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What Is the Crime of Perjury?

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Question: What Is the Crime of Perjury?
Answer: In its most simple form, perjury is lying under oath. The crime of perjury is the willful swearing, either spoken or in writing, to tell the truth and then giving false information.

Perjury can occur even if the person has not been sworn to tell the truth, such as in a courtroom. Merely signing a document under penalty of perjury that contains false statements can be a crime. Signing an income tax return that contains false information is an act of perjury, for example.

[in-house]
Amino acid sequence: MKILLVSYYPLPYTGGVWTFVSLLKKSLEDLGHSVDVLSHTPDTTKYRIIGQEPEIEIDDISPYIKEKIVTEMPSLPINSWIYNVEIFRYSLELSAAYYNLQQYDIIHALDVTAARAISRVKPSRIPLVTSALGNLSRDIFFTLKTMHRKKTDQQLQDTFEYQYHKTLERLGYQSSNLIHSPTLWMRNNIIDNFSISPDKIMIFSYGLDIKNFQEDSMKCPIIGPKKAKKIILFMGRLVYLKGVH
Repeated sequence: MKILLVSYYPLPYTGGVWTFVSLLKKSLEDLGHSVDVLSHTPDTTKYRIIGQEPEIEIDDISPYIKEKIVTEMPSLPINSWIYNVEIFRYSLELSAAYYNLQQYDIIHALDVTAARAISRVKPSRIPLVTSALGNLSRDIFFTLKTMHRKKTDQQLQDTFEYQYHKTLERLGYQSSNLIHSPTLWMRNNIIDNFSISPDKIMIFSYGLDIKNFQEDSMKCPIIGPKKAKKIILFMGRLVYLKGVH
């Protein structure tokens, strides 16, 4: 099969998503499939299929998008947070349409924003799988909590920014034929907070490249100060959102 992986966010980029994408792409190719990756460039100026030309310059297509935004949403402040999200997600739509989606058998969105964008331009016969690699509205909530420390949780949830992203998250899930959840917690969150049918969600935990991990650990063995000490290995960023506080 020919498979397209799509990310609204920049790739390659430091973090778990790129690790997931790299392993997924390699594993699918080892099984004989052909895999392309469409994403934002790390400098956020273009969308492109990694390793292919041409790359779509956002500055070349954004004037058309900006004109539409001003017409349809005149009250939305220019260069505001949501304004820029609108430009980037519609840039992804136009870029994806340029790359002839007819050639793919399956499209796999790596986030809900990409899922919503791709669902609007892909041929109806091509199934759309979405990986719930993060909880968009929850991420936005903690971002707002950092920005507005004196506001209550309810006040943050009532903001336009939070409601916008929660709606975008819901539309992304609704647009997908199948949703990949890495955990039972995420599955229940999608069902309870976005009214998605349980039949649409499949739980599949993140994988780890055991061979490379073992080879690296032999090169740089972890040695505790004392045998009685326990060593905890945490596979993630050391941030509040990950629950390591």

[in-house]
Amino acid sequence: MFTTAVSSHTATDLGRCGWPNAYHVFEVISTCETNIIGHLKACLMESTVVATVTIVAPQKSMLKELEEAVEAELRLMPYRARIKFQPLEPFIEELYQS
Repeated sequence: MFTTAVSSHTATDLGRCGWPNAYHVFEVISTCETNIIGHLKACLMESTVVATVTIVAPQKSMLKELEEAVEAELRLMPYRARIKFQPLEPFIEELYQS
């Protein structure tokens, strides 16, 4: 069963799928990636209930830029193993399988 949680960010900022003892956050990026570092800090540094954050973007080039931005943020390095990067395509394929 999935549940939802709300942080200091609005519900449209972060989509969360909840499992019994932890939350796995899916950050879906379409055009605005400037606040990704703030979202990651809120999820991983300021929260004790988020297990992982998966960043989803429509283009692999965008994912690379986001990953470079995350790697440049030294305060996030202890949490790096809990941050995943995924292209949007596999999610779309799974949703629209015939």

In most jurisdictions, the false information has to be material to the issue or affect the outcome for perjury to be a chargeable crime. If the false statement directly affects the results of the case or causes a unjust decision to be made, the person can be charged with perjury.

Because the crime of perjury can cause a miscarriage of justice to occur, it is considered a very serious crime. Under U.S. federal law, for example, perjury is a felony punishable by up to five years in prison.

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